February 16, 2018

Deacon Donald Dearman was first black permanent deacon in archdiocese

By Sean Gallagher

Deacon Donald DearmanDeacon Donald Dearman, ordained on June 28, 2008, as a member of the first group of permanent deacons in the history the Church in central and southern Indiana, died on Feb. 8 in Indianapolis. He was 67.

Visitation will be from 4-7 p.m. on Feb. 18 at Williams and Bluitt Funeral Home, 5252 E. 38th St., in Indianapolis, and from 9-10 a.m. on Feb. 19 at SS. Peter and Paul Cathedral, 1347 N. Meridian St., in Indianapolis.

The Mass of Christian Burial will be celebrated at 10 a.m. on Feb. 19 at the cathedral. Archbishop Charles C. Thompson will be the principal celebrant of the Mass. Father Kenneth Taylor, pastor of Holy Angels Parish and St. Rita Parish, both in Indianapolis, will be the homilist.

Raised as a Baptist, Deacon Dearman was received into the full communion of the Church in 1996. Seven years later, he was accepted into the first group of men to be formed for the diaconate in the archdiocese.

His wife Carol suggested that he consider being a part of the group.

“He said that I put him in the diaconate,” Carol recalled with a laugh. “I saw it in The Criterion. He always said that I sent him [to the first meeting], but I told him that he didn’t have to stay, so he couldn’t say that I sent him.”

She was pleased when her husband was accepted into the deacon formation program and later ordained.

“It was pure joy for me,” Carol said. “I knew he would be a good deacon. When he became Catholic, he was all in. He was proud of being the first African-American deacon in the archdiocese.”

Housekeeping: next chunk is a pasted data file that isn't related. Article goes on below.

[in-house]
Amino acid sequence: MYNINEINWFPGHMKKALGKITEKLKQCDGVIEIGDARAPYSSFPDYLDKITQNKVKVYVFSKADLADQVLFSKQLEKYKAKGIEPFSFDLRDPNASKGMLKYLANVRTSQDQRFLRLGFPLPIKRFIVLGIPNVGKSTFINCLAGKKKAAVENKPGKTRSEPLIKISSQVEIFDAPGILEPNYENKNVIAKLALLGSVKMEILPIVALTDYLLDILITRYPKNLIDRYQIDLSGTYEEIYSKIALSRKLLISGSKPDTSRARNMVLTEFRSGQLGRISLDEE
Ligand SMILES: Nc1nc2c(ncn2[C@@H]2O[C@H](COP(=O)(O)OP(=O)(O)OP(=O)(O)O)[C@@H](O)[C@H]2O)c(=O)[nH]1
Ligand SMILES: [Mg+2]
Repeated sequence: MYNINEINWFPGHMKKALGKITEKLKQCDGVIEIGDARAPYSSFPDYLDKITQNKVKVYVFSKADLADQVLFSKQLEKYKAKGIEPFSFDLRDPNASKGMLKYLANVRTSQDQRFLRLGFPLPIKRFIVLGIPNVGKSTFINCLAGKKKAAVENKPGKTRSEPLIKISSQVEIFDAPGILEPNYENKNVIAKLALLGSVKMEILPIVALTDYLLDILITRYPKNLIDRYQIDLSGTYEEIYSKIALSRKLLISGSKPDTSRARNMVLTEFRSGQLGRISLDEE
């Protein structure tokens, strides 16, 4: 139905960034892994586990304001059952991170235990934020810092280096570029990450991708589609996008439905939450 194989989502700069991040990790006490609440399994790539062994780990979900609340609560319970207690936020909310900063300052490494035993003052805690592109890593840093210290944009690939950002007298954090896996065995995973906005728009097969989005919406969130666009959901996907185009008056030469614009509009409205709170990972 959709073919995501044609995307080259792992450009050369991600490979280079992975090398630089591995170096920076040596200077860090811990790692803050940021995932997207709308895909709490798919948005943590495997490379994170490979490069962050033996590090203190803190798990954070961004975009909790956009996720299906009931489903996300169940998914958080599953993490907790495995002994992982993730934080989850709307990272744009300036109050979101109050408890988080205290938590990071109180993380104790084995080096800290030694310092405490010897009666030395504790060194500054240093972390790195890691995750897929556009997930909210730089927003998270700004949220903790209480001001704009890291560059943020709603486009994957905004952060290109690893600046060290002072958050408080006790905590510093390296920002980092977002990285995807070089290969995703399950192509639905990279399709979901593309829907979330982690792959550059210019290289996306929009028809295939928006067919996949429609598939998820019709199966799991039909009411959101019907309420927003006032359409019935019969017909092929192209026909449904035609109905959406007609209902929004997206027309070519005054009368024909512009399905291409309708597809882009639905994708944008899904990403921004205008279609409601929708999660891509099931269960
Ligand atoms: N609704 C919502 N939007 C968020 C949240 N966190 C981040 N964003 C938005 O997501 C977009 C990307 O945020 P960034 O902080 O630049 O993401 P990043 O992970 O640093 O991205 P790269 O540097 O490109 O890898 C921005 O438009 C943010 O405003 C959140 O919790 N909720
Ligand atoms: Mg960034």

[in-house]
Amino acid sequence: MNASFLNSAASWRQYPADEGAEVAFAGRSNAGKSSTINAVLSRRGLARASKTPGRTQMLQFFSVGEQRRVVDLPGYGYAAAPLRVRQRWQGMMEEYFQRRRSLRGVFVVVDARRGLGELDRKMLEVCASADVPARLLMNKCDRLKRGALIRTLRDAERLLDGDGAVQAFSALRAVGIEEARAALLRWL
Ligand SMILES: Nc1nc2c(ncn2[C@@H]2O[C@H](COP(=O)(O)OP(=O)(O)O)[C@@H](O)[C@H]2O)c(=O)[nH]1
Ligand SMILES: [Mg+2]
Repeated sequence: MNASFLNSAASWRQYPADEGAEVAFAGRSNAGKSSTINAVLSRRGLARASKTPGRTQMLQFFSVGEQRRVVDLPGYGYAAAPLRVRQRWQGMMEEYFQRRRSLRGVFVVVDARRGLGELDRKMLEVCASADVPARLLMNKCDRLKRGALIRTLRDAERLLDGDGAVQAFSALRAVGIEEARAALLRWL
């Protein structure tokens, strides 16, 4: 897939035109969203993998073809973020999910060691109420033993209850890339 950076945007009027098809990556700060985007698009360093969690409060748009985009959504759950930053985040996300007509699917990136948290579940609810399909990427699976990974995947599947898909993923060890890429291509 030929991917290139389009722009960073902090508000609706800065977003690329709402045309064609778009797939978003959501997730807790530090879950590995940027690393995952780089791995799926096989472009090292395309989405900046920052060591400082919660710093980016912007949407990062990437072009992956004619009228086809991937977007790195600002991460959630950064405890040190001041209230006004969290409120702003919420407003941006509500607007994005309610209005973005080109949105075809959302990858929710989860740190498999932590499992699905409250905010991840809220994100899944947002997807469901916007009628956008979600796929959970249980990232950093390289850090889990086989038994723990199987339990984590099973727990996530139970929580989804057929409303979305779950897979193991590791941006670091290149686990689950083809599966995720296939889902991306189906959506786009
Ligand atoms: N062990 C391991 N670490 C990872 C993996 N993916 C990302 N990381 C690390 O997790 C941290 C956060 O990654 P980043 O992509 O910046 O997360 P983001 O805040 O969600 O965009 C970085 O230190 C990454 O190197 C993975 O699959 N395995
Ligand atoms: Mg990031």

Deacon Steve Hodges, who serves at SS. Peter and Paul Cathedral Parish, and Deacon Dearman became friends during their years of formation.

“Deacon Donald had a strong, yet simple faith life,” Deacon Hodges said. “He trusted God wholeheartedly in all things. Although he struggled with health issues, he answered God’s call to become a permanent deacon, trusting in God’s providential care.”

That example of simple but deep faith helped Deacon Hodges grow in his own faith, saying that he “inspired me with his deep, trusting faith in God throughout formation and since ordination. His unwavering faith carried him through the many ups and downs of life and the health challenges that he and his wife, Carol, faced.”

Deacon Michael East, archdiocesan director of deacons, noted Deacon Dearman’s desire to serve at-risk youths and people in jails and prisons.

“He was very passionate in his love of the less fortunate in our society,” said Deacon East, another ordination classmate of Deacon Dearman. “When his health caused him to retire from active ministry in the parish, he continued his ministry to the incarcerated in Marion County Jail, even though at times this was physically very challenging due to his decreasing mobility.”

After he was ordained, Deacon Dearman ministered in his home faith community, St. Rita Parish in Indianapolis, from 2008-11. He then served at the former St. Bernadette Parish in Indianapolis from 2011-13.

He ministered in the Marion County Jail in Indianapolis from 2008-13, when he was granted early retirement for health reasons.

Deacon Dearman’s previous work experience prepared him for this ministry. He worked for a period as a counselor for Public Advocates in Community Re-Entry and the Juvenile Detention Center, both in Indianapolis. He also taught religion at the former St. Andrew-St. Rita Catholic Academy in Indianapolis.

Donald Lee Dearman was born on Aug. 13, 1950, in Indianapolis. A 1967 graduate of Crispus Attucks High School in Indianapolis, he married his wife Carol, who survives, on Nov. 25, 1978, at the former St. Francis de Sales Church in Indianapolis.

In addition to his wife Carol, he is survived by his daughter, Carmen Dearman, his son, Todd Liggins, his sister, Eunice Early, and two grandchildren.

Memorial gifts may be sent to St. Rita Parish, 1733 Dr. Andrew J. Brown Ave., Indianapolis, IN 46202-1998. †

Local site Links: